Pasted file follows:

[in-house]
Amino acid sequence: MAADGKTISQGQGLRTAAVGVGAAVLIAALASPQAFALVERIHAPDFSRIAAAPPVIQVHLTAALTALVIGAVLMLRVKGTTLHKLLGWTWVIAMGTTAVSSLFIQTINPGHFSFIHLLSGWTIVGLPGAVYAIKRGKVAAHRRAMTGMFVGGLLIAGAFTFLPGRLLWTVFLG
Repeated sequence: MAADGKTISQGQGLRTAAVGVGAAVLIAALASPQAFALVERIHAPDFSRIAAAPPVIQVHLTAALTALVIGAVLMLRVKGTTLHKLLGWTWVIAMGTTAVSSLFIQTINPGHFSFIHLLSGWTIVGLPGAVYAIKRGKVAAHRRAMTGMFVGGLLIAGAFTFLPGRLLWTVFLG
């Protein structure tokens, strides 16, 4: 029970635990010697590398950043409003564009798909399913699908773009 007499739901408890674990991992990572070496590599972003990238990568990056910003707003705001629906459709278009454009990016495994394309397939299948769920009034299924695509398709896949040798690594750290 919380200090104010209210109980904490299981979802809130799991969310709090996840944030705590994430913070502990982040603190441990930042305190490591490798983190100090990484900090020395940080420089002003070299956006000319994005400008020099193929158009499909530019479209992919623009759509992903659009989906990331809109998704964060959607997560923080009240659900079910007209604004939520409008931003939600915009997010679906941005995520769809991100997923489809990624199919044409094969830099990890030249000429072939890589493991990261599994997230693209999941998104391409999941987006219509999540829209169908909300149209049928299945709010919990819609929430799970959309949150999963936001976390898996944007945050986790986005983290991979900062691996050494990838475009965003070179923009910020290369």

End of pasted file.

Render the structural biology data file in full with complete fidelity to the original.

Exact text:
[in-house]
Amino acid sequence: MAADGKTISQGQGLRTAAVGVGAAVLIAALASPQAFALVERIHAPDFSRIAAAPPVIQVHLTAALTALVIGAVLMLRVKGTTLHKLLGWTWVIAMGTTAVSSLFIQTINPGHFSFIHLLSGWTIVGLPGAVYAIKRGKVAAHRRAMTGMFVGGLLIAGAFTFLPGRLLWTVFLG
Repeated sequence: MAADGKTISQGQGLRTAAVGVGAAVLIAALASPQAFALVERIHAPDFSRIAAAPPVIQVHLTAALTALVIGAVLMLRVKGTTLHKLLGWTWVIAMGTTAVSSLFIQTINPGHFSFIHLLSGWTIVGLPGAVYAIKRGKVAAHRRAMTGMFVGGLLIAGAFTFLPGRLLWTVFLG
């Protein structure tokens, strides 16, 4: 029970635990010697590398950043409003564009798909399913699908773009 007499739901408890674990991992990572070496590599972003990238990568990056910003707003705001629906459709278009454009990016495994394309397939299948769920009034299924695509398709896949040798690594750290 919380200090104010209210109980904490299981979802809130799991969310709090996840944030705590994430913070502990982040603190441990930042305190490591490798983190100090990484900090020395940080420089002003070299956006000319994005400008020099193929158009499909530019479209992919623009759509992903659009989906990331809109998704964060959607997560923080009240659900079910007209604004939520409008931003939600915009997010679906941005995520769809991100997923489809990624199919044409094969830099990890030249000429072939890589493991990261599994997230693209999941998104391409999941987006219509999540829209169908909300149209049928299945709010919990819609929430799970959309949150999963936001976390898996944007945050986790986005983290991979900062691996050494990838475009965003070179923009910020290369």